SCA 5 – Worms Head to Port Eynon Point

Summary description 

The SCA is a linear, exposed coast of dramatic limestone cliffs, jagged reefs, incised valleys and small coves terminating in the highly distinctive form of Worms Head to the west. The sandy Helwick Channel is enclosed by the Helwick Sands to the south and narrows to the east. There caves in the cliffs with Paleolithic remains, such as Goat’s Hole Cave, Paviland. As this stretch of coast is not accessible by car it is a quiet, tranquil and remote section of the coast with very limited development. The waters are used by leisure and fishing boats and for wildlife trips.

Key characteristics

  • A linear, exposed coast of dramatic limestone cliffs, jagged reefs, incised valleys and small coves terminating in the highly distinctive form of Worms Head, separated from the mainland by a tidal rock platform.
  • The sandy Helwick Channel is enclosed by the Helwick Sands to the south and narrows to the east to the Helwick Pass.
  • The coast is exposed to high wave energy and there are strong tidal streams around Worms Head and Rhossili Point, and overfalls on the south side of the sand bar.
  • The area is part of the Carmarthen Bay and Estuaries SAC and the Carmarthen Bay SPA includes Worms Head with its seabirds. The semi-natural vegetated limestone coast is covered by the Limestone Coast of South West Wales SAC and SSSIs.
  • Though protected in part by the Helwick Bank the sea can be treacherous with dangerous reefs and the narrow Helwick Pass and there are wrecks along the coast.
  • The coast and hinterland form part of the Gower Landscape of Historic Interest.
  • Of particular note are the caves in the cliffs with Paleolithic remains, such as Goat’s Hole at Paviland and Longhole Caves, which were inhabited when sea levels much lower.
  • Small boats use the area for cruising round the coast and just off Worms Head is a popular location for fishing. Wildlife trips ply this section of coast in the summer.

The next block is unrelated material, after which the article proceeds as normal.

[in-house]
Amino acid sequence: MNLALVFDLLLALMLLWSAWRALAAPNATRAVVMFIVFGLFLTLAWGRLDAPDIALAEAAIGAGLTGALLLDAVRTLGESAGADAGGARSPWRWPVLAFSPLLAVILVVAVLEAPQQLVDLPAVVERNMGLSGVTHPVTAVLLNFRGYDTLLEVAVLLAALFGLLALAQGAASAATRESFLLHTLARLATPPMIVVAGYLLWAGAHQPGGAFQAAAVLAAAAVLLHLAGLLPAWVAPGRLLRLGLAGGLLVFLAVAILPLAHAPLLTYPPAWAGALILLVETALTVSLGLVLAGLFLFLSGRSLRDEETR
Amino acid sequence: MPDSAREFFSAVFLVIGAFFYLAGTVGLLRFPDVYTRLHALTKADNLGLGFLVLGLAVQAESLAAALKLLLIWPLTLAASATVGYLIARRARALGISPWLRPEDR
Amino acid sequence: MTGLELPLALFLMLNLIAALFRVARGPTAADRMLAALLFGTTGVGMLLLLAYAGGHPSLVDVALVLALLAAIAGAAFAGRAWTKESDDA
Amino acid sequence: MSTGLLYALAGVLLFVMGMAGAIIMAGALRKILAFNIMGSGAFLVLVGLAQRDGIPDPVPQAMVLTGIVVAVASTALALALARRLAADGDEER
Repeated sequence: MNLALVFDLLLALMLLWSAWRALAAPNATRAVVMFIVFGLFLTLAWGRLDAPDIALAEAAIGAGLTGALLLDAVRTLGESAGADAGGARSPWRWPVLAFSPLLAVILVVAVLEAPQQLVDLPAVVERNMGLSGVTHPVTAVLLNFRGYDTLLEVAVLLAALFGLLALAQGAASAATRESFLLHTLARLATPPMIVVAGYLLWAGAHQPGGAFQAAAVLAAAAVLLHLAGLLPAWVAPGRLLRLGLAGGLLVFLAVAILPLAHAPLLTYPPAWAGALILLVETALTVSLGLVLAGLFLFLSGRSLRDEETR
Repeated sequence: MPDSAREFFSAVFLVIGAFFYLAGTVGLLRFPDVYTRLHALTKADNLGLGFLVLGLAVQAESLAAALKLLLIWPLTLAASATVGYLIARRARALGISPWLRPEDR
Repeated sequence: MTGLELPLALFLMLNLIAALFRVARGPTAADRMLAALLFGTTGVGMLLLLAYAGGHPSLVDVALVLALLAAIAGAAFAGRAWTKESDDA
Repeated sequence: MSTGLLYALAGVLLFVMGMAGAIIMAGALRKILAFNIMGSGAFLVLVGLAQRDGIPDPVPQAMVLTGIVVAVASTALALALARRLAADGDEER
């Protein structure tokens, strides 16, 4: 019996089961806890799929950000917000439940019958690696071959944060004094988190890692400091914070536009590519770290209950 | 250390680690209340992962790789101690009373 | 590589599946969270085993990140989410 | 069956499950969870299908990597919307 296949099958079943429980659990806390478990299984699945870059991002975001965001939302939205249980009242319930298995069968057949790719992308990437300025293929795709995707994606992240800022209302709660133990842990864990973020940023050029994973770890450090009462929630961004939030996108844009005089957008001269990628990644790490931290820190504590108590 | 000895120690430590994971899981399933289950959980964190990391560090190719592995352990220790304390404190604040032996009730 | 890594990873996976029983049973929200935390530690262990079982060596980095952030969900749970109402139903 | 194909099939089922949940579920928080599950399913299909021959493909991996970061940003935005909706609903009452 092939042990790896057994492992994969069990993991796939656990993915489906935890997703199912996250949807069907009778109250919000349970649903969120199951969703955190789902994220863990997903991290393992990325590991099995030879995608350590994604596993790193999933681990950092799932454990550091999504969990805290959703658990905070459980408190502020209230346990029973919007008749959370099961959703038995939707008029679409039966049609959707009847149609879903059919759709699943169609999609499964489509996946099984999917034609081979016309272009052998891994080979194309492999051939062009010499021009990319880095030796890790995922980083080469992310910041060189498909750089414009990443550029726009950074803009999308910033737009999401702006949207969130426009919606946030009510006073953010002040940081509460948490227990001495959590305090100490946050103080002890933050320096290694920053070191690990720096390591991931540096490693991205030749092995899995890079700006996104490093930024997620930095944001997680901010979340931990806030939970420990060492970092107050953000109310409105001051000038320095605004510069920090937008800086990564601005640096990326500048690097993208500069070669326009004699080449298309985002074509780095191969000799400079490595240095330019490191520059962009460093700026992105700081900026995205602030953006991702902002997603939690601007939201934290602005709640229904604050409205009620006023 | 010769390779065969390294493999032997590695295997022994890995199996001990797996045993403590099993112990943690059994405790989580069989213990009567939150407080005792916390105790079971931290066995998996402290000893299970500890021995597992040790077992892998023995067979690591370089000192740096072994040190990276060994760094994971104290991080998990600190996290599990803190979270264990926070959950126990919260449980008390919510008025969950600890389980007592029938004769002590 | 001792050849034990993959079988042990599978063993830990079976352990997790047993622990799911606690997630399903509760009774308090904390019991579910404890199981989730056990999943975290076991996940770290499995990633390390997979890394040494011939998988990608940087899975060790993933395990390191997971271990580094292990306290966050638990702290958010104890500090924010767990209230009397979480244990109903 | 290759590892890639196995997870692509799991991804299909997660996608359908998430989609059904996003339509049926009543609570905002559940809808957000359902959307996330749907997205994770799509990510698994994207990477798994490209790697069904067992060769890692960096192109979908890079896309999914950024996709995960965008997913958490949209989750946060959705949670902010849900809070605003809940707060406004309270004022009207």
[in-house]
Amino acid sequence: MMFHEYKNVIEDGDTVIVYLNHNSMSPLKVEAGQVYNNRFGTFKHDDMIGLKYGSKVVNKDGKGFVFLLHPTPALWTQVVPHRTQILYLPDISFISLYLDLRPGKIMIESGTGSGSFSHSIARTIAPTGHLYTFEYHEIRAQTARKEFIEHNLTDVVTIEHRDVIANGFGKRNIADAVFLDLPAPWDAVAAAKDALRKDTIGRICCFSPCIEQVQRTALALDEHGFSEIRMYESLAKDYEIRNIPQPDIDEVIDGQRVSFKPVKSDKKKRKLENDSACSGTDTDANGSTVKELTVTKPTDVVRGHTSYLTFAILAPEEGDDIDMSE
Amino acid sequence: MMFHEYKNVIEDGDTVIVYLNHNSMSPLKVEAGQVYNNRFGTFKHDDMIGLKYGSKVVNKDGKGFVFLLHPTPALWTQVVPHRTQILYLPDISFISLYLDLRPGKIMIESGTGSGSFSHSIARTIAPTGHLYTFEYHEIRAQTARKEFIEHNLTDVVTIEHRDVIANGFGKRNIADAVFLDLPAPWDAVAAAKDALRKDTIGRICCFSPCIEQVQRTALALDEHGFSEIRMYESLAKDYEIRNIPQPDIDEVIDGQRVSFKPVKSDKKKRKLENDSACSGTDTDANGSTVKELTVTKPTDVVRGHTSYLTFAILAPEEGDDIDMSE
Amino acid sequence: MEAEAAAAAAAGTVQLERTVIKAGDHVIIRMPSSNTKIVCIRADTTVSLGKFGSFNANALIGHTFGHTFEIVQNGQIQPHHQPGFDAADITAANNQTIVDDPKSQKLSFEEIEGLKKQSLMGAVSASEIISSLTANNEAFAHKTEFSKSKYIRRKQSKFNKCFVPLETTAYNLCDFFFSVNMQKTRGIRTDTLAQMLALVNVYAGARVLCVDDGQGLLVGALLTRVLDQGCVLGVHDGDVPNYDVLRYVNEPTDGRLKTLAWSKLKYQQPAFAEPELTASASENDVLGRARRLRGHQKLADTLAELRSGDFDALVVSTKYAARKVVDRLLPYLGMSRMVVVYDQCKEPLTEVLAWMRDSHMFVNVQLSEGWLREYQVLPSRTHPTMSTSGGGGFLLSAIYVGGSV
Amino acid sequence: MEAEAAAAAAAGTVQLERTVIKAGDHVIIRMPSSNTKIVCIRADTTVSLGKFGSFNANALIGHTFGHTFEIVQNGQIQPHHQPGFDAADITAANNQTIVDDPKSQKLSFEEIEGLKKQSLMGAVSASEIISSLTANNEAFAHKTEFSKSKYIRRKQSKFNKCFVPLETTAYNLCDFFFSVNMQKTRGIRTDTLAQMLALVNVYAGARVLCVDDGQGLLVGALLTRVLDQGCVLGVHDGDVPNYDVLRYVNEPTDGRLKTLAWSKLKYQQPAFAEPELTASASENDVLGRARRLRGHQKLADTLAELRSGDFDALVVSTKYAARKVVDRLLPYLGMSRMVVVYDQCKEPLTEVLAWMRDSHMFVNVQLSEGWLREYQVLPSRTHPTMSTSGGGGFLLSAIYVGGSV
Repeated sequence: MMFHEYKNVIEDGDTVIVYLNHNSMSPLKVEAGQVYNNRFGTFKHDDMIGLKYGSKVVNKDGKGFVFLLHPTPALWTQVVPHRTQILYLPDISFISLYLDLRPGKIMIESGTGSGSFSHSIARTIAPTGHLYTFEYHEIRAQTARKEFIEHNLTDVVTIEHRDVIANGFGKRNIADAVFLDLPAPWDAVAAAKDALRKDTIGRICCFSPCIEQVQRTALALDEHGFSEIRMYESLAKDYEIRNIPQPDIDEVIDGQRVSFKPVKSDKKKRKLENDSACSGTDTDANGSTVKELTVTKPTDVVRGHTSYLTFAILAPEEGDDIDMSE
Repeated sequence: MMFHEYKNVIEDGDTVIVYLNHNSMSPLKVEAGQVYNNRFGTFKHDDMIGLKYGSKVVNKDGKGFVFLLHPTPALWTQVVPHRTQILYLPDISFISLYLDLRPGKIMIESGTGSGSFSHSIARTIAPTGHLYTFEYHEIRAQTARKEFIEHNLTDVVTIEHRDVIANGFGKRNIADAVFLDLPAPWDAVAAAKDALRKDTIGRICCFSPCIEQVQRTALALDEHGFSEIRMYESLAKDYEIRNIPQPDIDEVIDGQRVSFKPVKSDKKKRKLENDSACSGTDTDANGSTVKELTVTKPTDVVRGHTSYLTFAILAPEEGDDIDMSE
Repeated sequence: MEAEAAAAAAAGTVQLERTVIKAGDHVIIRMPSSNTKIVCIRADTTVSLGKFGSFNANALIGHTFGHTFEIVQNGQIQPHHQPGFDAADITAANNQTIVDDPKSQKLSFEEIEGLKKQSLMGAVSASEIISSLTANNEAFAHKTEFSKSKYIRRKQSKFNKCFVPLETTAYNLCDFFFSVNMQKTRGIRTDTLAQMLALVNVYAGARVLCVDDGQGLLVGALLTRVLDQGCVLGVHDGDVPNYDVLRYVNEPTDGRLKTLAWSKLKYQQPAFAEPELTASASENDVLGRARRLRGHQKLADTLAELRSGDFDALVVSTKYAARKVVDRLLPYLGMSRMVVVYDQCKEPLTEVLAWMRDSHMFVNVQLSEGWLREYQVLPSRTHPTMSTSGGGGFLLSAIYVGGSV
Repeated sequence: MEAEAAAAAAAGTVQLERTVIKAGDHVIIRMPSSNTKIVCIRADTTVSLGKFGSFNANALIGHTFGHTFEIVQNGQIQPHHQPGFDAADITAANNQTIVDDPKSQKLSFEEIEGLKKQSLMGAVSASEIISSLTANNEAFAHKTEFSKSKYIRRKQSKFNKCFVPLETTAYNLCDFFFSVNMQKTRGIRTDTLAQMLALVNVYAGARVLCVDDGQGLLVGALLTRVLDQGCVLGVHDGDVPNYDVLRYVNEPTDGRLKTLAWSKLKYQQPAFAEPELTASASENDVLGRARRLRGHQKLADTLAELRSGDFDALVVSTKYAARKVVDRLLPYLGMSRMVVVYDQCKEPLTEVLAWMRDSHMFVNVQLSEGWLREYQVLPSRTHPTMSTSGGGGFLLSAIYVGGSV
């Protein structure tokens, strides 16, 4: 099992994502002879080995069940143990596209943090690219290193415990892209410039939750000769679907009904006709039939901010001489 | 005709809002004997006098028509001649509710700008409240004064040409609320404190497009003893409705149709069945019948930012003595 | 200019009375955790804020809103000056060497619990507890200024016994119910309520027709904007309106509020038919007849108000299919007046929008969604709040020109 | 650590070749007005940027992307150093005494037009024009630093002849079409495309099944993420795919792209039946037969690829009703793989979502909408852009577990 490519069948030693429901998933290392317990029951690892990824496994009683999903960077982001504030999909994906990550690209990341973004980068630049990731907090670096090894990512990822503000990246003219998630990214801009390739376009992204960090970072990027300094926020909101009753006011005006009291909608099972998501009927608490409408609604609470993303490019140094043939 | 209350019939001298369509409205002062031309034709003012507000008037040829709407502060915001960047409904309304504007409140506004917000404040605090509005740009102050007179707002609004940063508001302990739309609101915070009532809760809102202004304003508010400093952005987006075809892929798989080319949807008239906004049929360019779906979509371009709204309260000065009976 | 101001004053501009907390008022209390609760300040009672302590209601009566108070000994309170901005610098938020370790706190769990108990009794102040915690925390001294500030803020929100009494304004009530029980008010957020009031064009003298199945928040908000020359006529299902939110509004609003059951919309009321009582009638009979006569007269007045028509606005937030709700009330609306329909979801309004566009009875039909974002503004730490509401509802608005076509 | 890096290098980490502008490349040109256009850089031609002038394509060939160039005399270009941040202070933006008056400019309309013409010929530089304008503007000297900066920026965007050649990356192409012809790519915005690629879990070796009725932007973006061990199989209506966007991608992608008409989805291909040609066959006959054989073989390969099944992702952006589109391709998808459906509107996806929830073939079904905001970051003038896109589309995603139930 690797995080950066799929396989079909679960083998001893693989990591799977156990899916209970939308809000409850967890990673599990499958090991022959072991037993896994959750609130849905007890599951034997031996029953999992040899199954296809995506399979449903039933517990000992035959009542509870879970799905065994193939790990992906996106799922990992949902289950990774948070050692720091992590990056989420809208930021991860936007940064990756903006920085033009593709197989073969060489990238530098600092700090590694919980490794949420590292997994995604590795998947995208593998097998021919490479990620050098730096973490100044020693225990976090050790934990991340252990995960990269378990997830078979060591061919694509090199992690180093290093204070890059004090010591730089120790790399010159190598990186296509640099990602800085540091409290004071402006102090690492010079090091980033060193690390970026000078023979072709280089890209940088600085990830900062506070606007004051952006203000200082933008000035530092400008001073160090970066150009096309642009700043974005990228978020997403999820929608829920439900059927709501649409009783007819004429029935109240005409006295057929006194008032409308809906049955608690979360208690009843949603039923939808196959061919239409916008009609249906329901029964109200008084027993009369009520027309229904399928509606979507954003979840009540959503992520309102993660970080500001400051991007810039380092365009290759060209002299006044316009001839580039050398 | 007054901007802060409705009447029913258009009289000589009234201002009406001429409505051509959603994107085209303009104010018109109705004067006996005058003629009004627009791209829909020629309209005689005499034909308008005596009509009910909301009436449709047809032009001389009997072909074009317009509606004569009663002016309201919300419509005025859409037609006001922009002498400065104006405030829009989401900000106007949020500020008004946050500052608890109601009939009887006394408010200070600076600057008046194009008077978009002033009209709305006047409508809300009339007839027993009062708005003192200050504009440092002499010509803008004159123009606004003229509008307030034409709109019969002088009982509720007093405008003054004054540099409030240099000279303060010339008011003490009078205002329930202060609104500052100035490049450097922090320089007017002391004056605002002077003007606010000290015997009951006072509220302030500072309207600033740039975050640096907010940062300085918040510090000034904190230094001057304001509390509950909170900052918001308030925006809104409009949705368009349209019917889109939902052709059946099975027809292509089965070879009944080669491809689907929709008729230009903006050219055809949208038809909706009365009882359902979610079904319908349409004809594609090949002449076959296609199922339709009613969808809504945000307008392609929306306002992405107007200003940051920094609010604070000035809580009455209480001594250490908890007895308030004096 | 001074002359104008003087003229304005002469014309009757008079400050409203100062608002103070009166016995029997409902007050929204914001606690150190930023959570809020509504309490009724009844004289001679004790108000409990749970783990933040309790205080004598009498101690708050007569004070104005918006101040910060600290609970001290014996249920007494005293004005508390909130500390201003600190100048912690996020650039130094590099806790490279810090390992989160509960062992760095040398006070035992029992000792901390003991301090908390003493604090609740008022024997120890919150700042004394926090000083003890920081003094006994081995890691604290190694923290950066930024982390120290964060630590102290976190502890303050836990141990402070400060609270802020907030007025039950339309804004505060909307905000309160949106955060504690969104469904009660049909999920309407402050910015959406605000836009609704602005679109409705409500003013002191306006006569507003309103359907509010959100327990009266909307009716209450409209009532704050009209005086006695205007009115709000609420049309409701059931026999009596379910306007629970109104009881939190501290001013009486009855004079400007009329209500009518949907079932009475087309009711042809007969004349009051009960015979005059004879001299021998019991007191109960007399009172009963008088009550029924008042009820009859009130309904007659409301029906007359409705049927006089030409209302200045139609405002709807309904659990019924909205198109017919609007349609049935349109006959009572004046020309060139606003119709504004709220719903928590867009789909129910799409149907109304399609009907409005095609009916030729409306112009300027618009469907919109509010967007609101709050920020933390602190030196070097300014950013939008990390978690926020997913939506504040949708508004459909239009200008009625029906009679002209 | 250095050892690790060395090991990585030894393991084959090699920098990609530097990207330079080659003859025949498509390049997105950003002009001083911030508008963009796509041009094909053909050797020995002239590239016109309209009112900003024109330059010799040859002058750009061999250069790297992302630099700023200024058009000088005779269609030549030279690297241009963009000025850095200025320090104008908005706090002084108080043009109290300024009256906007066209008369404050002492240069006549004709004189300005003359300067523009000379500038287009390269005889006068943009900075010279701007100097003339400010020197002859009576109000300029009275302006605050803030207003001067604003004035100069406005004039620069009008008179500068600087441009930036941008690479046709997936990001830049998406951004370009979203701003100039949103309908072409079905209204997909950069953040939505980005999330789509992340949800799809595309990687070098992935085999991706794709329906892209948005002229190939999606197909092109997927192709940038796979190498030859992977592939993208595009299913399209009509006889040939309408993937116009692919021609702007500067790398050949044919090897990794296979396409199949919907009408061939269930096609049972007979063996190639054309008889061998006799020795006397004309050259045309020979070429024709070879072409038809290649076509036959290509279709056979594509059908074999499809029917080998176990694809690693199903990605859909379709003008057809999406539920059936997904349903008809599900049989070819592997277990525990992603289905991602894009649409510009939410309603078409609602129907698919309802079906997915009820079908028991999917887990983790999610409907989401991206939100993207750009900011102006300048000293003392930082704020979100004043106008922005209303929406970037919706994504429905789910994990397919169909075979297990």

• The coast is difficult to access apart from the far west and far east and is therefore a relatively quiet section of the Wales Coast Path.
  • A dramatic linear stretch of angular cliffs and short incised valleys, small rocky coves and caves, and jagged rocky platforms.
  • The coast is exhilarating and exposed with dramatic limestone rock formations. This is echoed by the experience at sea with the caves being exposed to view, giving a strong sense of history.
  • Overall, the area is largely unspoilt with very limited development, tranquil and feels remote.
  • There a long unspoilt views out to sea with Lundy and Exmoor visible on clear days, and views along the coast, some to Worms Head.

The area is part of the Gower AONB and Heritage Coast.

Forces for change

These can be divided into:

  • Natural processes
  • Visitor pressure
  • Marine use- commercial and leisure fishing
  • Offshore energy or minerals
  • Development pressure
  • Land management changes
  • MOD use

Initial thoughts are:

The natural forces for change are changing patterns of sediment movement along the Helwick Bank, and the slow erosion of the rocky cliffs and platforms.

The SMP long-term objectives are to allow the coast to evolve and retreat naturally through no active intervention. This will not affect any man made structures.

Other forces for change include potential future sand dredging at Helwick Swatch.